Two of a Kind (Philippians 2:19-30) 00:00
I may be accused of being a sexist who is insensitive to the needs of women. It is entirely possible that I use too many sports or movie illustrations and have a hankering for referring to “manly men.” I always strive to be sensitive to women and to balance my teaching with plenty of feminine illustrations and applications. However, if you are looking for me to change, I can assure you that I will not. The reason is simple: I believe that manly men are essential for building healthy churches.” Show “Why Men Hate Church” book.
Now the phrase “manly men” may raise some questions (and some eyebrows) so I need to briefly explain myself. When I speak of manly men, I am not referring to men who like to hunt, fish, barbeque, work on cars, sport chest hair, and watch football. Seriously, I define manly men as men who have a passion for Christ and His church. Such spiritual studs can come in any size, shape, and style; however, they all love the Lord and are serious about building God’s kingdom.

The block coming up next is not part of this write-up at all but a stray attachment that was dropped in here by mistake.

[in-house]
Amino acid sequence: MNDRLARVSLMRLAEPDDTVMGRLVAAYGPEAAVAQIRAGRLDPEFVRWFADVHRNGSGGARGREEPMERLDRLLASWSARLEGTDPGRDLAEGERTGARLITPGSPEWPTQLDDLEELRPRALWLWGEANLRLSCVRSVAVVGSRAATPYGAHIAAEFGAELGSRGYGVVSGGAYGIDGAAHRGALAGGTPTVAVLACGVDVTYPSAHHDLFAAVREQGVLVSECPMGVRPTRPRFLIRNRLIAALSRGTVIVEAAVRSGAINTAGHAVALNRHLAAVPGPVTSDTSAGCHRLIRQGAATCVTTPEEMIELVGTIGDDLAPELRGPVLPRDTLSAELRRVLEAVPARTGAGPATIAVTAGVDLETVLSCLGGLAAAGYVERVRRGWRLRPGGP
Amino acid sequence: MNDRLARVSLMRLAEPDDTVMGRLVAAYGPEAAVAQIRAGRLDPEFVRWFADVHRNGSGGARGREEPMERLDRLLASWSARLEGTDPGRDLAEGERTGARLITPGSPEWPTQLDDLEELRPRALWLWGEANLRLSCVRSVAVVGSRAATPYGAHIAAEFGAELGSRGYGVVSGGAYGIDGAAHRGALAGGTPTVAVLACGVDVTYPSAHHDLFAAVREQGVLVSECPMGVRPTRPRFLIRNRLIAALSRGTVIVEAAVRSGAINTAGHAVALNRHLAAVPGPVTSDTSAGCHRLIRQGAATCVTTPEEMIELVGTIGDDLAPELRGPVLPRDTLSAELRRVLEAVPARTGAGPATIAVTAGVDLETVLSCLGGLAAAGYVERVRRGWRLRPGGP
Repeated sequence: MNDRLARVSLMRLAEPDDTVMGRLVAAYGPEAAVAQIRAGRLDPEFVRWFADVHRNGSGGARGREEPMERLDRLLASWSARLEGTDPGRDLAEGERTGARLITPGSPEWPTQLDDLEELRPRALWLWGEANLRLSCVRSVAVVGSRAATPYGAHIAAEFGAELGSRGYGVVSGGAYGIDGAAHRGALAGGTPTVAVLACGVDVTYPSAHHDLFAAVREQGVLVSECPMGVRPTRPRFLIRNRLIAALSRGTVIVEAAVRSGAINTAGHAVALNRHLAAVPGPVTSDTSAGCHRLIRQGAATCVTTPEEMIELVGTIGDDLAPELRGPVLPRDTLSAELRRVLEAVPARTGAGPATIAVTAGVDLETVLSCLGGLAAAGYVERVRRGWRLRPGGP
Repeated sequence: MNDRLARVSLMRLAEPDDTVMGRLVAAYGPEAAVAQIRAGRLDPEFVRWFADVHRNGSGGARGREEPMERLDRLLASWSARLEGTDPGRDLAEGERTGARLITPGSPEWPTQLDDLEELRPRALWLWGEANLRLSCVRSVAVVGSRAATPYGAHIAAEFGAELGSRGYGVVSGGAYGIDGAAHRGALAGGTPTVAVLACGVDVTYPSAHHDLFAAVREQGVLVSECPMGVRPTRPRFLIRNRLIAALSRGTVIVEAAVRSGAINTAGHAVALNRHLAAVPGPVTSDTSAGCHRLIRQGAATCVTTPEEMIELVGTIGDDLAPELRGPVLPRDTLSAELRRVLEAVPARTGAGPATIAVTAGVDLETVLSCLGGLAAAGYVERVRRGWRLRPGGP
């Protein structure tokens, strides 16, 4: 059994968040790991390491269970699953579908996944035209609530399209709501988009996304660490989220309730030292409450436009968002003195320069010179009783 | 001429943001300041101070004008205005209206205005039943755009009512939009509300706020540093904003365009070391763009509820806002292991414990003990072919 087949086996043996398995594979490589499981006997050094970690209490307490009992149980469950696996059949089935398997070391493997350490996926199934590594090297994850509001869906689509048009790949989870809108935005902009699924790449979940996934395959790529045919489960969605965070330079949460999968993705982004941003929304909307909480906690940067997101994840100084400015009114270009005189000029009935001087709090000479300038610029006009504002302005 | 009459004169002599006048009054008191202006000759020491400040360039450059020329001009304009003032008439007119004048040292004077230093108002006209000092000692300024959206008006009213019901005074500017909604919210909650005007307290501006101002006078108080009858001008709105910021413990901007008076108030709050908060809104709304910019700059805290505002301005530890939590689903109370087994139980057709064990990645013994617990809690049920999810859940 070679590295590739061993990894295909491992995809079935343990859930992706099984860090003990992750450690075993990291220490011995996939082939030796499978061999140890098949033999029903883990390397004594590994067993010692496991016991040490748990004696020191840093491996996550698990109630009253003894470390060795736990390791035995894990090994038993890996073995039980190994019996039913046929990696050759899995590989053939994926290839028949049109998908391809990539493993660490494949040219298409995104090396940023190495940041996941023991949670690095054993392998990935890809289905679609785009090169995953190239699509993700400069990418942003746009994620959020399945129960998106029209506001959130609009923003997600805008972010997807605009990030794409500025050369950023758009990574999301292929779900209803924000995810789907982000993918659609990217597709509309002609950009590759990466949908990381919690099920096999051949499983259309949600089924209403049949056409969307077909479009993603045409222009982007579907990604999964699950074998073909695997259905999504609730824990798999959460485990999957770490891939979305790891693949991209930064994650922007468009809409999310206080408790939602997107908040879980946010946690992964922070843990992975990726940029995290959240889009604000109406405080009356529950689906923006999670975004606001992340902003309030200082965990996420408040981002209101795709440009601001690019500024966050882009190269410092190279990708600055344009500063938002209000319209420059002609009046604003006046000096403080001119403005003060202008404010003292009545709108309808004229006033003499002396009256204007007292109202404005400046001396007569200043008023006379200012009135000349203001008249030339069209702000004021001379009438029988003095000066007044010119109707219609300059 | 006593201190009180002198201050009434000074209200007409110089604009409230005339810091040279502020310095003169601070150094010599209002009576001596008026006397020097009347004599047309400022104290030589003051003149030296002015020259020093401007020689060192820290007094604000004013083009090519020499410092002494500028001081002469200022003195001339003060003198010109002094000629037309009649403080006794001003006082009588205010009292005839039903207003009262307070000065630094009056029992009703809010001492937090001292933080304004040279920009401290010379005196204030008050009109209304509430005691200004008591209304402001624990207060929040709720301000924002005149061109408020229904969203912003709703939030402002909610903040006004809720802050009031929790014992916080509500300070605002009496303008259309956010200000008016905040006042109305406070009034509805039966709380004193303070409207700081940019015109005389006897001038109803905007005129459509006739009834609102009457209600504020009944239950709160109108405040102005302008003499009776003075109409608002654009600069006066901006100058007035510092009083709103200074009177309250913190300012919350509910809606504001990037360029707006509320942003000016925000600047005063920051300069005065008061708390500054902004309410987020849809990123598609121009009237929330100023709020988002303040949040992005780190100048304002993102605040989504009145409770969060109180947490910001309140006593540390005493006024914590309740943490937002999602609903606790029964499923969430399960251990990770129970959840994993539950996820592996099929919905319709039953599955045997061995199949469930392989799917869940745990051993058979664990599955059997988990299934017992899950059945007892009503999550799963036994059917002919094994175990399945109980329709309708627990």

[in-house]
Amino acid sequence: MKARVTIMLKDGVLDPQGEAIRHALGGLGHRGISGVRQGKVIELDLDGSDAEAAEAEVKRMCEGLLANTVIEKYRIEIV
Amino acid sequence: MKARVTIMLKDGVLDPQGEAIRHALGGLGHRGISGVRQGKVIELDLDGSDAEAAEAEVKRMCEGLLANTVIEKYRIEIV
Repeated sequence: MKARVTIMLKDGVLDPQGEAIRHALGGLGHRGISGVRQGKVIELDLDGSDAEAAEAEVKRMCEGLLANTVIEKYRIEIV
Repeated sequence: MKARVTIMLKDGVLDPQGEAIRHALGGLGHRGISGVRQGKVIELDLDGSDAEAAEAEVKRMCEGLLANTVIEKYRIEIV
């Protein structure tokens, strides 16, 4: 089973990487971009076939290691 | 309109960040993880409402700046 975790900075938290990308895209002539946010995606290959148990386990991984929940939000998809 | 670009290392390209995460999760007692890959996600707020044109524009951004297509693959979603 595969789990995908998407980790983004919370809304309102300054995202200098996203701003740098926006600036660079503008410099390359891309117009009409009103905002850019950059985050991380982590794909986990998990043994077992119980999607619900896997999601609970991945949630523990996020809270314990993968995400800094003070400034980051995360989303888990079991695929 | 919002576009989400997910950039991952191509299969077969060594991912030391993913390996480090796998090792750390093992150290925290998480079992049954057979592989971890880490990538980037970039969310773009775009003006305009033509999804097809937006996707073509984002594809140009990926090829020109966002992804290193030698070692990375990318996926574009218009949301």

Today you’ll learn about two men who epitomize manliness. Their names are Timothy and Epaphroditus. I’m sure they won’t mind if we call them Tim and Pappy for short. The apostle Paul honors the lives of these two men in Philippians 2:19–30. I must tell you, this is unusual. Paul customarily refers to people by name at the end of his letters. He does so here because these two men serve as models of his argument. Tim and Pappy are living examples of men who have exhibited humility and unity, and who work out their salvation (2:12) based on service to the Lord and to others (2:1–4). Throughout this passage, there is an echo that serves as a resounding gong: Manly men make the ministry. This truth will be apparent as we examine the lives of Tim and Pappy. Two defining principles emanate from their lives.